Zara herself experienced image based abuse during her time filming Love Island when intimate images of her were shared online without her permission. She has since used her social media platform to disclose the devastating impact this act of revenge porn had on her and to voice the need for change. Zara will also feature in an upcoming BBC documentary to discuss her experience of revenge porn.

The Naked Threat Campaign is backed by the Victims Commissioner and the Domestic Abuse Commissioner to urge the Government to use the Domestic Abuse Bill to make a simple legal change that would make a huge difference to the everyday lives.

With ever changing technology, images can be uploaded and shared within seconds. Media platforms such as Twitter, Facebook and Whatsapp are most popular in such quests with the ability to share images with millions of users in seconds. Disturbingly, these images are sometimes sent to the victim’s children, parents or employer and frequently also posted on pornographic sites which are then difficult to remove. We have seen many instances over the years in the media where celebrities’ phones have been hacked and storylines of such revenge porn have played out in British soap Coronation Street, dramas and films.

At this time, only the physical sharing of such images or films without consent in order to cause distress is a crime.  This is described as “the sharing of private, sexual materials, either photos or videos, of another person without their consent and with the purpose of causing embarrassment or distress”.  The offence covers images or videos showing people engaged in sexual activity which would not usually be done in public or with their genitals, buttocks or breasts exposed or covered only with underwear.  It is an offence to share the material as well as posting it online.  In England and Wales, the maximum punishment is two years in prison, but in Scotland, it is five years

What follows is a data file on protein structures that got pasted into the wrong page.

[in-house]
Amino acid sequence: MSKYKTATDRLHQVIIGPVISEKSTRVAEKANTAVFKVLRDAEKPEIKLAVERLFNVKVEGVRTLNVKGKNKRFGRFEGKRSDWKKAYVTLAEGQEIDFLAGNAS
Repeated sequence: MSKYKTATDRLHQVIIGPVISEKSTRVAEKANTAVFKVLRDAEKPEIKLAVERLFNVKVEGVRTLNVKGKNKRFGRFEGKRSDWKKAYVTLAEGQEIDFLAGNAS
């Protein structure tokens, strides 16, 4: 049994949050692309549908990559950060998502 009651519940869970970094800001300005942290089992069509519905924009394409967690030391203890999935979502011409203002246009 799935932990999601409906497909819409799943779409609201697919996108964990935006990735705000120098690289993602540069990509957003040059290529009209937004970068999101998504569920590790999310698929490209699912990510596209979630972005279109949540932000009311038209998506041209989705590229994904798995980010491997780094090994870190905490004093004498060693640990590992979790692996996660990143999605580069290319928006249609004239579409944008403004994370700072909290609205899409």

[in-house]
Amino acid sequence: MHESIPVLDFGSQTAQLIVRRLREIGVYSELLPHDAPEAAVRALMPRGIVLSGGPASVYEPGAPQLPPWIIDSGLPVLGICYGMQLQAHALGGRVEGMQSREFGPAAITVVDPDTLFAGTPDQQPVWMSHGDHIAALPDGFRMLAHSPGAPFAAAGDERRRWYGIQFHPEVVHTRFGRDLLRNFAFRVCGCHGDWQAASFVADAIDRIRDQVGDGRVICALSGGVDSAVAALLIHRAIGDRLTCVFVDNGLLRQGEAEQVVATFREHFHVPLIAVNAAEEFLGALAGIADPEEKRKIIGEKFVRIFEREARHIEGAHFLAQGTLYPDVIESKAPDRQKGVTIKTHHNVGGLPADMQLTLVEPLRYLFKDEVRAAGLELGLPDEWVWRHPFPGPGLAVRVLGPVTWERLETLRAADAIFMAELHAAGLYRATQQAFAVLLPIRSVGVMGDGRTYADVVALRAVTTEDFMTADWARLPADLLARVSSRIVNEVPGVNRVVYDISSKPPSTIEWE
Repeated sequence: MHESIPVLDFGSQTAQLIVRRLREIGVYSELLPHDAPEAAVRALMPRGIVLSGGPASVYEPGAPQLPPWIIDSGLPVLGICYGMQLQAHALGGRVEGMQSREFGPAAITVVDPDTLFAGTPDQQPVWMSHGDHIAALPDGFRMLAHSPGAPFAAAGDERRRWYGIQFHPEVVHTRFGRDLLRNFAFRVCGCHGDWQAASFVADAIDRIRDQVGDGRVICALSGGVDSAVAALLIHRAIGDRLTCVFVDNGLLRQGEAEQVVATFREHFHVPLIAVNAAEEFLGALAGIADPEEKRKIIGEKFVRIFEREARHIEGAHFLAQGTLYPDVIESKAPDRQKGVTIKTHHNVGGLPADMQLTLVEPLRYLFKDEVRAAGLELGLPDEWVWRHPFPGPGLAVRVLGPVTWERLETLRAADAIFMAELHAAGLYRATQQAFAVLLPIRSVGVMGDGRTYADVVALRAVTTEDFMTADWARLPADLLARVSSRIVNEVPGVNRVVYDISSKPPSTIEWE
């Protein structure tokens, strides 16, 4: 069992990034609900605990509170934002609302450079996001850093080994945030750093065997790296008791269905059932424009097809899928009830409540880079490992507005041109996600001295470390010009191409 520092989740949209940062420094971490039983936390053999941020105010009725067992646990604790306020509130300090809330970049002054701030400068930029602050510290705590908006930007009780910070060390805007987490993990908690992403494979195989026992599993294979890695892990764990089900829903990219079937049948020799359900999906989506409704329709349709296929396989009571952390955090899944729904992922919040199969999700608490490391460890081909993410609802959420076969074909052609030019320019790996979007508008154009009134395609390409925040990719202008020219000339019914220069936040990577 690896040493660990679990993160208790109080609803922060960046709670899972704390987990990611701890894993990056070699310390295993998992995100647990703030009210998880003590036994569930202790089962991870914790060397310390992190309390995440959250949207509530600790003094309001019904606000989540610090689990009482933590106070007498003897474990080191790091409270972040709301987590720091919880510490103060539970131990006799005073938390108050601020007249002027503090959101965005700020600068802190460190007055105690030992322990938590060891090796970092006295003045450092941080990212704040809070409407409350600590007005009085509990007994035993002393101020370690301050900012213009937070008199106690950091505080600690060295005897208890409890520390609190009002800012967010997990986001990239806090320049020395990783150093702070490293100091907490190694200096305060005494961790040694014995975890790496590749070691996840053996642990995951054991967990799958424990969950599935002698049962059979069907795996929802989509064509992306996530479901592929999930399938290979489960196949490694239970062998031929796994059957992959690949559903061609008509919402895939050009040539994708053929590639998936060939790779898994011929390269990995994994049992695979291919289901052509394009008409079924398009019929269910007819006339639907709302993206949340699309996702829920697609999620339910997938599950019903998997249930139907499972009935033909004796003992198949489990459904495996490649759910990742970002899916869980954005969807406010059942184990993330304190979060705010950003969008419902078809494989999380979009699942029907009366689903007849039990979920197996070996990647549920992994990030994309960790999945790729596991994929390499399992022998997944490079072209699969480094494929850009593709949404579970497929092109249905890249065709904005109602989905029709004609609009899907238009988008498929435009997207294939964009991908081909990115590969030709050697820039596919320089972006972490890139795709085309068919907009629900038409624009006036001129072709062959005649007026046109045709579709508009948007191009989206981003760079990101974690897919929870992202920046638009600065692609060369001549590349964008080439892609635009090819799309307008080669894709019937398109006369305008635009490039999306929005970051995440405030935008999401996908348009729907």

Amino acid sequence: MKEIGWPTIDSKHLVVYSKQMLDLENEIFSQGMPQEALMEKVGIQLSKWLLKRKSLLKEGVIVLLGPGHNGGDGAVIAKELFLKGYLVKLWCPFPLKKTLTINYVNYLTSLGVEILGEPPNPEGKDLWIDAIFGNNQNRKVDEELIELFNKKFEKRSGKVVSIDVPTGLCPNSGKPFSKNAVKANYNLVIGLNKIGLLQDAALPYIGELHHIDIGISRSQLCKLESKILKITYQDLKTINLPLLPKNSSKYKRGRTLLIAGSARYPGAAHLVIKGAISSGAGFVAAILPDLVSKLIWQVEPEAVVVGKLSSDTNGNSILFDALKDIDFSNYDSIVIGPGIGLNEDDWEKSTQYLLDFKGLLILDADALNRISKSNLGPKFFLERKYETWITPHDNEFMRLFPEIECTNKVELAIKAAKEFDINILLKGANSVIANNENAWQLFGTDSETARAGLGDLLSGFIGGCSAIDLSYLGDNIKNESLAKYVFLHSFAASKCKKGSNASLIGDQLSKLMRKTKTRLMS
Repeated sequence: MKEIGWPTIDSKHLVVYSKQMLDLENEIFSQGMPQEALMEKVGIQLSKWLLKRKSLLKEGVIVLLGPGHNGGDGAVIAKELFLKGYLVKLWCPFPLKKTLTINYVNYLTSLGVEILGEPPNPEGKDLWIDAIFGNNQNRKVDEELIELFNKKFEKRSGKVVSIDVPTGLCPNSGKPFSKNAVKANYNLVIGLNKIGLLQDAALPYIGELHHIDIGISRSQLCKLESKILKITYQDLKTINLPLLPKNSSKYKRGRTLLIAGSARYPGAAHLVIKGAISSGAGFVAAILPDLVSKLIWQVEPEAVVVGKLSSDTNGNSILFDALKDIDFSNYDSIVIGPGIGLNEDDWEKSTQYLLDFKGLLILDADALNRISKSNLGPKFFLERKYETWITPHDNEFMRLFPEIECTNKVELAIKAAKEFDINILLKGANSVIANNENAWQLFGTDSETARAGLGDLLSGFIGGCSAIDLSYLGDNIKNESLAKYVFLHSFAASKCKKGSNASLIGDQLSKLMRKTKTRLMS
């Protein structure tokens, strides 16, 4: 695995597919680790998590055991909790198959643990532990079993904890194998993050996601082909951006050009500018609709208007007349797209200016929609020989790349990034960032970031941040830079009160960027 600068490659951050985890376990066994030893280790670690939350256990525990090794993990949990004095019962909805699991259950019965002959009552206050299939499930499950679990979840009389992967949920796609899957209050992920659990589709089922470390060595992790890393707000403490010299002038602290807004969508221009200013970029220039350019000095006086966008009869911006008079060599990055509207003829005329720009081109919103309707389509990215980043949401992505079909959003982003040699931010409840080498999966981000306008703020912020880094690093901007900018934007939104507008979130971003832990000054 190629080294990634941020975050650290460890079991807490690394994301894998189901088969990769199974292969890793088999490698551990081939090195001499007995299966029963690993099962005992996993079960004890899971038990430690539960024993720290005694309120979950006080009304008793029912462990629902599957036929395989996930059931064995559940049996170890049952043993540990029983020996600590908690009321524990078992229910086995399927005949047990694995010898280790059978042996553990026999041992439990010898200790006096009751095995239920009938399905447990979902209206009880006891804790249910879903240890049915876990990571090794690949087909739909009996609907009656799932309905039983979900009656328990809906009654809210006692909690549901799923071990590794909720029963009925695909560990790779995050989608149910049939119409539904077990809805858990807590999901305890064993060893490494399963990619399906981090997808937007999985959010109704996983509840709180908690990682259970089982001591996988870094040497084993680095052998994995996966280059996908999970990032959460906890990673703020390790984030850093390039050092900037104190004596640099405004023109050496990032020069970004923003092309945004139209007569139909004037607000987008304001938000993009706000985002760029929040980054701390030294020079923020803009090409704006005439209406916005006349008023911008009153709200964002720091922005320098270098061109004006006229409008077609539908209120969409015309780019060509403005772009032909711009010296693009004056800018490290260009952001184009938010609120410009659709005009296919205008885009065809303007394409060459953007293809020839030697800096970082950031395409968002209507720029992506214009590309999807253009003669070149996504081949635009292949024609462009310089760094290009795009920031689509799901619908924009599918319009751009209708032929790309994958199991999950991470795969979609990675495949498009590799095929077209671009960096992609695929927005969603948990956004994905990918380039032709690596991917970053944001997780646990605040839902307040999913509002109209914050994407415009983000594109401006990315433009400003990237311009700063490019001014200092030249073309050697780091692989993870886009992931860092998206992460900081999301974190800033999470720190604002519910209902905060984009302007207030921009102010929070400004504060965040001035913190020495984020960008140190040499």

The Naked Threat Campaign seeks to change the law so that threatening to share intimate images is made a crime by extending Section 33 of the Criminal Justice and Courts Act 2015 to criminalise threats to share sexual images or films in England and Wales without consent with the intent to cause distress.

The hope is by explicitly outlawing threats to share sexual images or films, this  will send the clear message to the abusers.

A survey commissioned by Refuge found that 1 in 14 adults in England and Wales have experienced threats to share intimate images or videos, this is equivalent to 4.4 million.

Those impacted by threats to share images, include controlling partners and ex-partners, leaving some victims afraid to leave abusive relationships. 72% of women who have received threats to share were threatened by a current or ex-partner and 83% of women who experienced the threat from a current or former partner also experienced other forms of abuse. This confirms Refuge’s assertion that threatening to share intimate images must be treated as a domestic abuse issue. 

Threats to share intimate images are most prevalent amongst young people (aged 18-34), with 1 in 7 young women experiencing such threats.

Such threats have significant impact on mental health and social wellbeing and will act as a way of control. Of those impacted, 1 in 7 confirmed they felt risk of physical abuse and 1 in 10 felt suicidal.

If you would like further information you can go to:

We encourage anyone who has concerns about sexual abuse to get in touch. You can contact Alan Collins at or Danielle Vincent at

This week the popular BBC soap opera EastEnders will tackle male sexual abuse, a storyline expected to play out over the coming weeks.

Actor Danny Dyer's character Mick discovers a new character is his biological daughter, Frankie Lewis. Viewers of the soap will establish the girl's mother was once Mick’s care worker during his time in social care and secondly, Mick would have only been 12 years old at the time of sexual intercourse with his carer.

The storyline will focus on Mick’s realisation he was abused as a child despite having tried to avoid these emotions for many years. The storyline is set to explore Mick’s ongoing struggles with disclosure and feelings of abandonment. The long-term effects that will play out on screen for the character will be panic attacks, emotional difficulties, and mental health decline.

EastEnders have worked very closely with Survivors UK and NSPCC in the hope that the storyline will challenge the perceptions and stigma experienced by male survivors of sexual abuse. It is hoped the storyline will encourage people to come forward in similar positions to seek the help they may require.

Alex Feis-Bryce, CEO of Survivors UK, commented: “Research suggests that it takes male survivors an average of 26 years to speak out and seek support and the impact of sexual violence can be devastating.